Everyone came in post-haste and ran to the aid of the girls. Theseus brought the man to the car who continued to struggle, I slammed his head on the top of the car "Awww, did I hurt you?" I tossed the man inside and slammed the door. That was inappropriate but I didn't care. Everyone began to clap for them as the chief approached
"Good job son. You finally ended this bastards reign of terror. He'll be going away for a long time."
Theseus nodded and turned to Olivia "I didn't do anything, the crazy woman did. She might be the real deal." I told him. The chief nodded to me and walked off.
I approached Olivia and nodded "You did good kid, unfortunately I have to take you back to the hospital as I only agreed for temporary relief for the sake of the case but I promise I'll throw in a recommendation, as will the chief to get you out."
The women that still had the energy, thanked me. They all went to the hospital and they were all going to see their families again. The guy’s sister was right. They all looked the same. If I had seen a picture of her, they all would have looked just like their mother. All of their features were the same. I felt like I was on cloud nine. I had done something good and shown the city what I could do. Maybe if I got a proper lawyer, one that I could actually afford, maybe I could use this case for my own case and get me out of the hospital.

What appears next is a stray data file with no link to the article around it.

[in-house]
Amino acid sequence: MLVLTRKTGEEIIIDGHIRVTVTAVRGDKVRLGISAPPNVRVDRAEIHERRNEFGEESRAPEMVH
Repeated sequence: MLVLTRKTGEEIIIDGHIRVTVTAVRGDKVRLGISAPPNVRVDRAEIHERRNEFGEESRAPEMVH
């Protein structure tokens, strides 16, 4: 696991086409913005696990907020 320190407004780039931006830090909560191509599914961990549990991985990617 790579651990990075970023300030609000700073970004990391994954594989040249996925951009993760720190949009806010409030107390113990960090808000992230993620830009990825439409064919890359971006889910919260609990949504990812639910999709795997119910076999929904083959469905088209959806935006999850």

But first I had to actually return to the hospital. When he reminded me I had to go, I didn’t really say anything I just nodded. Well, I guess I really had my last good meal. I didn’t even get the chance to sleep in a proper bed. The case was closed and this guy didn’t really have any more use for me. The drive to the hospital seemed shorter than when he had actually gotten me. He parked the car but I didn’t get out. I wanted to run but I knew what would happen if I did. If the cops didn’t get me, the wild animals would have. If only I knew my parents long enough to learn how to survive on my own. I wasn’t even sure if they ever knew what happened to me. Or really even cared.